The European Parliament will debate media freedom in Slovenia in a plenary session Wednesday afternoon, after an originally planned discussion on the government’s efforts to silence free media in Poland and Hungary expanded to include Slovenia. No resolution is expected to pass, according to Slovenian media reports.
A service of the European Parliament’s policy department drafted an in-depth document on the situation in Slovenia in preparation for the Democracy, Rule of Law and Fundamental Rights Monitoring Group session scheduled for Friday. The document, which is for internal use only, also details Prime Minister Janez Janša’s attacks on the media.
“The government’s relations with the media are very tense, with the prime minister directly attacking the media and individual journalists, especially through Twitter,” said a document drafted by the European Parliament’s Commission on Civil Liberties, Justice and Home Affairs.
The long 33-page document describes developments in Slovenia mainly over the past year. Referring to the media, she lists a long list of concerns regarding media freedom and the protection of journalists.
He highlights attacks and threats, defamation campaigns, prosecution of journalists and agencies, political and business pressures including the blocking of public funds which, he points out, are leading to self-censorship.
The document also includes a roundtable of attacks by the prime minister and other government officials that include hate speech against journalists and the media.
“This behavior is unusual for the leaders of European democracies based on the rule of law, fundamental rights and respect for European values,” the document reads.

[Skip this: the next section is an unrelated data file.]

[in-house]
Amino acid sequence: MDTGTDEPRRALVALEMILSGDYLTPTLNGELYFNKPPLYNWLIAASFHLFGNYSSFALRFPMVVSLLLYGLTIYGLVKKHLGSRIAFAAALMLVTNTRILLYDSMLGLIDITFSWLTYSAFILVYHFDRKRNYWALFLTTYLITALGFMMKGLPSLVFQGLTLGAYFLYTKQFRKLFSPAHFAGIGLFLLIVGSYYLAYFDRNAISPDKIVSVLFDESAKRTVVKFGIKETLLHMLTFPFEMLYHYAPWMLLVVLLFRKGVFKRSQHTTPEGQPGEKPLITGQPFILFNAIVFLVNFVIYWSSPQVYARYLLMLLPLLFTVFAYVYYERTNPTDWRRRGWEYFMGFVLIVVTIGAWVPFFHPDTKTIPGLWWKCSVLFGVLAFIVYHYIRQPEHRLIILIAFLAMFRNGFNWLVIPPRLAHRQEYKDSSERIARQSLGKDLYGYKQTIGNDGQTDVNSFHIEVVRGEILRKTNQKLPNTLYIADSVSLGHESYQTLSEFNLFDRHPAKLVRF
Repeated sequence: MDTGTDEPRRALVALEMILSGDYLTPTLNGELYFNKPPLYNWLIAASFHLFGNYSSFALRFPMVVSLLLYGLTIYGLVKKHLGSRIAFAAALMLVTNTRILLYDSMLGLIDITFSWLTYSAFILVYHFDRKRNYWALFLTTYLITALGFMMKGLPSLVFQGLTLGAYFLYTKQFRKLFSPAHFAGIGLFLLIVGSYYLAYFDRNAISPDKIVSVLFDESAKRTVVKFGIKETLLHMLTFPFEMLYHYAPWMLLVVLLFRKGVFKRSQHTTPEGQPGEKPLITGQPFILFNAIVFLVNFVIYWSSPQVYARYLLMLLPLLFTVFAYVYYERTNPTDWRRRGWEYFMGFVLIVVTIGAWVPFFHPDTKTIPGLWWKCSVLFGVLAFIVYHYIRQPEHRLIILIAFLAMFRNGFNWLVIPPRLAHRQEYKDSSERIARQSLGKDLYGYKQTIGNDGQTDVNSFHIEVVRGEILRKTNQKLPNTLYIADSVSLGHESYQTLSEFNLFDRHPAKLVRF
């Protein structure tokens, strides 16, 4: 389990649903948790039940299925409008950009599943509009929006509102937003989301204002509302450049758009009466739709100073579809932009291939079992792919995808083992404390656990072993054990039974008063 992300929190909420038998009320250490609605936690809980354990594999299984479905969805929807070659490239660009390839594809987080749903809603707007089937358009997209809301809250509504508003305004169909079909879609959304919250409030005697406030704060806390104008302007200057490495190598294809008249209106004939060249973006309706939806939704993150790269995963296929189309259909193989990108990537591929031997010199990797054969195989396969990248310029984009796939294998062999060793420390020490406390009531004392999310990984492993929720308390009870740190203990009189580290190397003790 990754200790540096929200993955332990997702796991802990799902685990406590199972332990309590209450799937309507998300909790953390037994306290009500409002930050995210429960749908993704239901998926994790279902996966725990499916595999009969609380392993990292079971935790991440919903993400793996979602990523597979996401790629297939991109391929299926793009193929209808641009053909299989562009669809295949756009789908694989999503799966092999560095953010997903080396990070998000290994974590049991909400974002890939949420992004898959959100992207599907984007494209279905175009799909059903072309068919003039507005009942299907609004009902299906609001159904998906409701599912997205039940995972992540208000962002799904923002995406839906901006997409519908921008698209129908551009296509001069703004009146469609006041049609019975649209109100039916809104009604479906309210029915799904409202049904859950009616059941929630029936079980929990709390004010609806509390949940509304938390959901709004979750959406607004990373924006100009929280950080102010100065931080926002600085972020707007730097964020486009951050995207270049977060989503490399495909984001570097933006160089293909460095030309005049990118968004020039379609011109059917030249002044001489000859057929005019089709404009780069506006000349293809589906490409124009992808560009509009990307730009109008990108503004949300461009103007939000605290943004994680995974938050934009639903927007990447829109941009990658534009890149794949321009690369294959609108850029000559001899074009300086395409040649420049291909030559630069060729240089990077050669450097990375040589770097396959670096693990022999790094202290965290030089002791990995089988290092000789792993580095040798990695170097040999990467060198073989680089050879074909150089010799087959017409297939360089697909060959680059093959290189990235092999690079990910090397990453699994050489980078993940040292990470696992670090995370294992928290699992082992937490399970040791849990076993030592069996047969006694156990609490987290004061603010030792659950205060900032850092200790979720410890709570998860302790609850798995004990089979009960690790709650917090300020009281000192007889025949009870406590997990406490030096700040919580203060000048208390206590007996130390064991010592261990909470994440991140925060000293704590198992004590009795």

He adds that prominent government figures representing communities and the country as a whole are expected to try to bring them together by fostering dialogue and consensus at all levels.
Direct and personal attacks by those in power, often inciting others to follow suit, as well as blocking or threatening to block media funding, can be interpreted as an abuse of power intended to intimidate and silence they exerting a cooling effect based on fear, the report notes.
The document also highlights political influence through media moguls, but also the financing of the Slovenian media by Hungarian companies affiliated with the ruling Fidesz party and Prime Minister Viktor Orban.
It is noted that Nova24TV was initially funded by members and supporters of the Slovenian Democratic Party (SDS) but was later recapitalized by Hungarian companies, noting that Nova24TV generated a loss of over € 1 million in the first two years of its operation, suggesting that Hungary Media tycoons enabled the continued existence of the channel.
The document also cites attacks by government officials on representatives of the judiciary and notes the replacements in senior positions in the country’s police, armed forces, statistics office and intelligence agency. “It was the first time such dismissals occurred without mentioning a cause,” it is noted.
The document further highlights the pressure NGOs face, replacements in museum leaderships and proceedings against members of the government, as well as anti-government protests and fines faced by protesters.